In a white matter lesion, the wiring between neurons, not the cell bodies of the neurons themselves, is destroyed first. This is different from what happens in other dementias like Alzheimer's and Parkinson's. But eventually neurons in the hippocampus, which processes and stores spatial memories, are destroyed too. In SVD patients the hippocampus is 18.2% smaller than normal subjects but 11% bigger than Alzheimer subjects. But some of the symptoms, like crying and apathy, look more like prefrontal area injury.


The symptoms are typical of what we stereotypically associate with old people: gait impairment and cognitive dysfunction. They are physically slower and are abulic, which means they have trouble making decisions.

One way to distinguish SIVD from, say multi-infarct dementia or Alzheimer's, is to give them acetazolamide or 1.8% carbon dioxide. Blood vessels react to CO2, and patients with SIVD will have an impaired vasoreactive response, which can be detected in a PET scan.

Other symptoms are impairment of executive control, which includes planning, inhibition of inappropriate responses, and impairment of working memory and complex goal-directed purposeful activity. Depending on where the lesion is located, there could be apathy or other behavioral changes instead. There could also be Parkinson-like changes, like facial weakness and arm drift. SVD patients have a short-stepped, apraxic gait with freezing and a frequent tendency to fall. Seizures may occur. In its early stages it can be mistaken for depression.

One simple test for SVD is to write the alphabet in upper case letters. If it takes more than 21 seconds, it means there could be cognitive slowing, which gives you a starting point for more definitive tests.

Most of the tests for dementia don't measure executive function, so it's easy to miss. SIVD patients have difficulty shifting from one idea to another, known as perseveration. They also get forced laughing and crying, dysphagia (trouble swallowing), rigidity and urinary disturbance. They often get respiratory infections and dehydration, and that gives them increased blood coagulation and platelet aggregation.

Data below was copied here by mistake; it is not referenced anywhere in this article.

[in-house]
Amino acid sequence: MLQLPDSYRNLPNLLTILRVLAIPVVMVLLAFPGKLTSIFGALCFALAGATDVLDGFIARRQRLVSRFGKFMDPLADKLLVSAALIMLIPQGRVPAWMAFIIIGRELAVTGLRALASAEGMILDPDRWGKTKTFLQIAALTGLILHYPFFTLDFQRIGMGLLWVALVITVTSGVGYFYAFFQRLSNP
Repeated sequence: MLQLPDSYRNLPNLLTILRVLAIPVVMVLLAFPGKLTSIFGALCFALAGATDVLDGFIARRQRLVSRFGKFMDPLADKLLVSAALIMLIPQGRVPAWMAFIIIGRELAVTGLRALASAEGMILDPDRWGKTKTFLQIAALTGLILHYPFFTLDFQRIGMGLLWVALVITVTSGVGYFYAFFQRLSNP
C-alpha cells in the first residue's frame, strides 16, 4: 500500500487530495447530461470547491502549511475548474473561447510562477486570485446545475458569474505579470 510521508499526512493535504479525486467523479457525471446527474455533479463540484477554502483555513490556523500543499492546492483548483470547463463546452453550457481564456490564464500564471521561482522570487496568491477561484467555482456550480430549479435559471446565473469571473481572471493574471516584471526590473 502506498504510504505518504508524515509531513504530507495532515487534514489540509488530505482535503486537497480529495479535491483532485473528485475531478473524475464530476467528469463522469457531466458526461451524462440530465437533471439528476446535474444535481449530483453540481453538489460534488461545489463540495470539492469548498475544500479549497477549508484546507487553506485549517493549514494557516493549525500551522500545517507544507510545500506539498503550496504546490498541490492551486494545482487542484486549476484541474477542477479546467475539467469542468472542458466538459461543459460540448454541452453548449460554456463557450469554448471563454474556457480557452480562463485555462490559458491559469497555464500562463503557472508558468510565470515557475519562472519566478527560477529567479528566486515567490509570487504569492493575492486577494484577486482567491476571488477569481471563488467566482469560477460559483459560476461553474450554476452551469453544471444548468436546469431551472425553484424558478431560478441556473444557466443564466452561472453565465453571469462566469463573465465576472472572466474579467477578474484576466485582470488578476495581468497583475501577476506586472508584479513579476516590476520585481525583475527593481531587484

Unlike in Parkinson's, tremor is not generally present[3]. Parkinson's is easy to spot: the patient has a shuffling gait and tremors. It's awful: I watched one guy taking about ten minutes to walk a few feet from one building to another. When he got there he could not open the door by himself. In SVD Parkinson-like shuffling gait is sometimes seen. It can be distinguished from Alzheimer's by the lesser amount of progressive memory loss and a more stepwise onset.


There are a few drug treatments: piracetam, the so-called smart drug, which supposedly works as a cognitive enhancer, and provigil, aka modafinil, which is used to treat apathy. Hillary's staff was said to have looked into that one. But these drugs show only modest efficacy. The best way is to treat the risk factors, which are diabetes and hypertension. Calcium channel blockers, which treat hypertension, reduce the incidence of dementia in some patients, but low blood pressure is also a risk, so BP needs to be monitored closely.

Acetylcholinesterase inhibitors like donepezil and galantamine, which are approved for Alzheimer's, also have been tested for symptomatic relief in SIVD. SSRIs such as sertraline and citalopram have been used to treat the depression and anxiety, but tricyclics or other drugs that produce hypotension are usually avoided.

Without seeing Hillary's MRI, there's no way to know whether she has SVD. But even if she released one, who would ever believe it was authentic? That's the risk of being a pathological liar: any attempt to squash a conspiracy theory only creates a new one.

Diagnosis: Early-onset truth impairment syndrome
Treatment: Truth serum, 50cc, i.v., q.i.d.
Prognosis:  Grim

1 Behav Neurol. 1995;8(1):43–46. Psychiatric symptomatology in early-onset Binswanger's disease: two case reports. Lawrence RM, Hillam JC. Link

2 J Neurol Sci. 2010 Dec 15;299(1–2):9–10. Binswanger disease--an update. Caplan LR, Gomes JA. Link

3 Subcortical ischaemic vascular dementia. Román GC, Erkinjuntti T, Wallin A, Pantoni L, Chui HC. Lancet Neurol. 2002 Nov;1(7):426–436. Link

4 Neurol Clin. 2007 Aug;25(3):717–740, vi. Subcortical ischemic vascular dementia. Chui HC. Link

Last edited sep 21 2016, 7:42 pm